Turkey hunters seeing decline in harvest this spring
Columbus — Into Ohio’s third week of its spring wild turkey-hunting season and the raw to-date numbers are discouraging.
The to-date kill through May 10 stood at 2,001 fewer birds being taken than for the previous reporting period in 2019. Very likely it’s been a weather double-whammy.
In all through May 10, turkey hunters in Ohio had killed 13,564 birds. That compares to the 15,565 turkeys that hunters in Ohio had shot for the same time period in 2019. Thus the drop amounts to 2,001 birds, or about 13%.
At this rate, Ohio’s spring season turkey kill should hit somewhere around 17,500 birds, or very close to what was seen in the also lean seasons of 2015 and 2016, says Mark Wiley, the Ohio Division of Wildlife’s forest game biologist.
“It looks like poor weather is becoming the new ‘normal’ for our spring turkey nesting season,” Wiley said. “We’ve had those conditions for the past three years, and it’s beginning to look like this will make it four years in a row. That would be a real problem.”
The reason another below average spring would prove problematical, says Wiley, is because newly hatched turkeys – called poults – do not handle cold, damp weather very well. Consequently, newly hatched poults have a poor ability to self-thermal-regulate their body temperatures and encounter difficulties surviving, Wiley says.
“Once they’re about one month old they can fly into trees, avoid ground predators, and survive better,” he said. “But cold, wet weather is a death sentence for poults.”
Wiley says also this spring turkey hunting season’s so-far cool, wet weather also could be contributing to a decline in hunter participation as fewer people want to brave the elements. In turn, with fewer hunters spending less time in the woods, fewer birds might be recorded in the statistics, Wiley says.
“But we won’t know that until after we get back the turkey hunter surveys we’ll be sending out,” Wiley said.
Wiley says also that while male poults hatched this year will show up as jakes in 2021, the largest number of gobblers that typically appear in the bag show up two years down the road.
“That means the largest number of gobblers hatched this year will be harvested in 2022,” Wiley says.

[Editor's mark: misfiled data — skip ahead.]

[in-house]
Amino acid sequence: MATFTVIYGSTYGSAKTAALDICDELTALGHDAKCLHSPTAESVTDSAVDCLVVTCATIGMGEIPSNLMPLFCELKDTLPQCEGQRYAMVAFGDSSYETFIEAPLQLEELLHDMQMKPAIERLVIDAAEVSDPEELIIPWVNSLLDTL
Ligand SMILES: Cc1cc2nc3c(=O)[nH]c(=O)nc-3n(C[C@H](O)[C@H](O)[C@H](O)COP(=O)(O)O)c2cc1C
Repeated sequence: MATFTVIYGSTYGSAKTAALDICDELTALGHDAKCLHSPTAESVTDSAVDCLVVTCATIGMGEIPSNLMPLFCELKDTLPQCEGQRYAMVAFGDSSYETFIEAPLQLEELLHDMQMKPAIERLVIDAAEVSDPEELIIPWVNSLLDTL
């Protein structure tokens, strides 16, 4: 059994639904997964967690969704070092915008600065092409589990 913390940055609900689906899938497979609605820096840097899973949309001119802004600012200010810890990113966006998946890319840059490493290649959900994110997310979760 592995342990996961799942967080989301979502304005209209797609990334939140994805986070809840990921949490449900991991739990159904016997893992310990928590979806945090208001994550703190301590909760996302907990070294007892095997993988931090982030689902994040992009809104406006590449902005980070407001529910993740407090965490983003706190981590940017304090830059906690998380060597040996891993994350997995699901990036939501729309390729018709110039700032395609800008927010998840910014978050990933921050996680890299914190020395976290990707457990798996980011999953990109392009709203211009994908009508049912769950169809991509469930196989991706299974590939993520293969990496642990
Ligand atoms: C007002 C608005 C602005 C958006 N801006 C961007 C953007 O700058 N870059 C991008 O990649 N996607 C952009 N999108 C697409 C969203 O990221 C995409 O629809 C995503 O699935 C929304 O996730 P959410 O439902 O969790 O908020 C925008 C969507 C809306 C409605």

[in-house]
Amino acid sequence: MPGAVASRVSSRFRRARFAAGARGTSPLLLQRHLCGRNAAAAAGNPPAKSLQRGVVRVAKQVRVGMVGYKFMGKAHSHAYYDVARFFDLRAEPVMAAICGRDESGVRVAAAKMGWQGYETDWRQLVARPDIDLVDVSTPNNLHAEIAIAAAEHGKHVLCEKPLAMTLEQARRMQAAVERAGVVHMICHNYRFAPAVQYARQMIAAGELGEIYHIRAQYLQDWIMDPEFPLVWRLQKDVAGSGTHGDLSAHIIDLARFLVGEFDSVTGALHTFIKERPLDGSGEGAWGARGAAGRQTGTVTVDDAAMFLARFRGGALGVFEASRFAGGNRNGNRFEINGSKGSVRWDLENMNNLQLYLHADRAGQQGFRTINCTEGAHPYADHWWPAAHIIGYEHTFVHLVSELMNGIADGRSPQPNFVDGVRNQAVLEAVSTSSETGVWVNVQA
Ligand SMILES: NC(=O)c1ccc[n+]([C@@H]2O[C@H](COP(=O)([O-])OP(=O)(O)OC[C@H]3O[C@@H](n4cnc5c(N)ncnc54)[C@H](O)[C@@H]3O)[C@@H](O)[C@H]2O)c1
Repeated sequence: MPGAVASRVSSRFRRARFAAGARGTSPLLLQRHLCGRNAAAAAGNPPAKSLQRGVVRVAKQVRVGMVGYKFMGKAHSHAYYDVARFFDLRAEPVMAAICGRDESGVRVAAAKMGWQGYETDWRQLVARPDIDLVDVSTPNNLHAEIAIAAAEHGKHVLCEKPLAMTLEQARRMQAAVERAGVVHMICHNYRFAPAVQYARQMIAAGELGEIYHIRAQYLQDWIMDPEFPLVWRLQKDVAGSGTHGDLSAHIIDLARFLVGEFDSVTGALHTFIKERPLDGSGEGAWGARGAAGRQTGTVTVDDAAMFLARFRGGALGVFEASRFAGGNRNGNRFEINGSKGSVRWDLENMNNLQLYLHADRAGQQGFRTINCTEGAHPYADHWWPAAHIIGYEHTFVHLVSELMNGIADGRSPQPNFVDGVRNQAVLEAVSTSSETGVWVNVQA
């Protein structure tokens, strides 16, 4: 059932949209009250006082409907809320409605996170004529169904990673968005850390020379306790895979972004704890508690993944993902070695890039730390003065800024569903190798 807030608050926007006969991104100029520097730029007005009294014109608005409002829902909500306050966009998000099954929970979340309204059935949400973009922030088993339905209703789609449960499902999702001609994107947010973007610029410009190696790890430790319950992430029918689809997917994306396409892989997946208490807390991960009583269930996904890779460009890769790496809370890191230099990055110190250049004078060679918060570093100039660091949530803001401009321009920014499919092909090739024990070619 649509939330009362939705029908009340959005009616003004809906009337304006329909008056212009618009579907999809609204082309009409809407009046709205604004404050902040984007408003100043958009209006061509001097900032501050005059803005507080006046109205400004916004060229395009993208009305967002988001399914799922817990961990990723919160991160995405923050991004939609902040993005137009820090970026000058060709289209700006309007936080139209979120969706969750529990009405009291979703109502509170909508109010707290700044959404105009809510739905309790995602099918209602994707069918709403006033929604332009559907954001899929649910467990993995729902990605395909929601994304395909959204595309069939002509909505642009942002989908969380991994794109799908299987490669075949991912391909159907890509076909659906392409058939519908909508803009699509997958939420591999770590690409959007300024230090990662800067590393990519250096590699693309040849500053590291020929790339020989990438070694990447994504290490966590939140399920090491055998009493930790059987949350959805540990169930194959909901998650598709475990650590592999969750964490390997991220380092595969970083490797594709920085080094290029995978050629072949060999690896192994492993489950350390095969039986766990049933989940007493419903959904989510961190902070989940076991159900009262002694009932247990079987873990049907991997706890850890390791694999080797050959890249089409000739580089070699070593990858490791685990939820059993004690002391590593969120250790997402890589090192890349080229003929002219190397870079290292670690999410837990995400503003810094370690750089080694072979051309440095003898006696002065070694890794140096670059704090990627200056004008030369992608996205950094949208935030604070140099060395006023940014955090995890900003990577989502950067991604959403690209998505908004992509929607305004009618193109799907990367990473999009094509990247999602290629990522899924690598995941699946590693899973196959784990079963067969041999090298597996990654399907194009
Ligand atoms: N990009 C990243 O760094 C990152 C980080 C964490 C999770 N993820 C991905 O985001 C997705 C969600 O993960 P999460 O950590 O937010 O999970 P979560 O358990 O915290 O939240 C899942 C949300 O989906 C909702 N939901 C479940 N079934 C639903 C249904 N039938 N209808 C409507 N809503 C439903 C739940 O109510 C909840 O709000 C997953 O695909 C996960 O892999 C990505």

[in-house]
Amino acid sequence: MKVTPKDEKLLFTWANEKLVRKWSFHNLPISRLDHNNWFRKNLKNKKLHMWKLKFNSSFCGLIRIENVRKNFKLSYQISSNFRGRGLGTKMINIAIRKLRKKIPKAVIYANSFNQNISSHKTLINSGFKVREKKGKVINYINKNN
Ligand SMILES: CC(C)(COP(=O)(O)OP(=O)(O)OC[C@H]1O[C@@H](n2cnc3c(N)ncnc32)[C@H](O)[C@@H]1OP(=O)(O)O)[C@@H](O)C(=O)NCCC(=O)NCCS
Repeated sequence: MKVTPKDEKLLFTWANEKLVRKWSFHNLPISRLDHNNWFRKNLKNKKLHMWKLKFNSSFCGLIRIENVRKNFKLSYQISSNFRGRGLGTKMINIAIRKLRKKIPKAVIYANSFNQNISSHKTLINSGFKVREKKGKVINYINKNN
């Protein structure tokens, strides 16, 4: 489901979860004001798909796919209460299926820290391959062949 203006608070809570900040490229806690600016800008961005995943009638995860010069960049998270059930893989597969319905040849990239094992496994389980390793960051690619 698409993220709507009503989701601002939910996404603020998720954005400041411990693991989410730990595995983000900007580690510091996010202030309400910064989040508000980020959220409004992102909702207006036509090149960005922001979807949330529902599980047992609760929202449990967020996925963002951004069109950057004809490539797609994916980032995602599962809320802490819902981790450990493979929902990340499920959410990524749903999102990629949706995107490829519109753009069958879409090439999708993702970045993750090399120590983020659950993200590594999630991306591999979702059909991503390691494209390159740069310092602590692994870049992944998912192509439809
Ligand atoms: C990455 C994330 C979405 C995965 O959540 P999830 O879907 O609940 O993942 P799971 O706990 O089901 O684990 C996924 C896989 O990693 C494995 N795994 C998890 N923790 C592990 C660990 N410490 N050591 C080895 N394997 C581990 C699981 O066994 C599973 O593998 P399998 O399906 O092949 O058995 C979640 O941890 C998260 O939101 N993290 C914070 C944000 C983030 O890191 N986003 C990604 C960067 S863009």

Wiley said also the Division of Wildlife randomly selected about 10,000 licensed turkey hunters, each of whom were notified they’ll receive a questionnaire at the end of the season. In this way potential respondents can begin tracking their activity level as well recording the number of birds they encounter, Wiley says.
“It would be a big help if those who’ll be receiving the surveys will complete them and return them to us,” Wiley says.
The top 10 counties for wild turkey kill during the first three weeks of the 2020 hunting season include: Belmont (419), Guernsey (410), Tuscarawas (403), Meigs (402), Monroe (396), Muskingum (364), Washington (360), Harrison (353), Coshocton (342), and Brown (340). If these counties, only Brown has so far recorded an increase from its to-date 2019 reported turkey kill.
In addition to the first two weeks of hunting, youth hunters killed1,843 wild turkeys during Ohio’s youth season, April 18-19.
All counties are now open to hunting. The state has two zones for spring wild turkey hunting: the south zone and the northeast zone. The south zone is open until Sunday, May 17.
The northeast zone – which consists of Ashtabula, Cuyahoga, Geauga, Lake and Trumbull counties – opened May 4 and runs until Sunday, May 31 – also reported declines.
However, the 2019 kill numbers in these northeast zone counties reflect two weeks of hunting, whereas the 2020 kill numbers reflect only one week of hunting. That is because the northeast zone opened one week earlier in 2019 compared to 2020.
In all 26 of Ohio’s 88 counties reported declines with four counties reporting identical figures.
The spring turkey season bag limit is two bearded wild turkeys. Hunters may kill one bearded turkey per day, and a second spring turkey permit may be purchased at any time throughout the spring turkey season.
Turkeys are required to be checked no later than 11:30 p.m. the day of harvest. All hunters are required to report their turkey killed using the automated game-check system.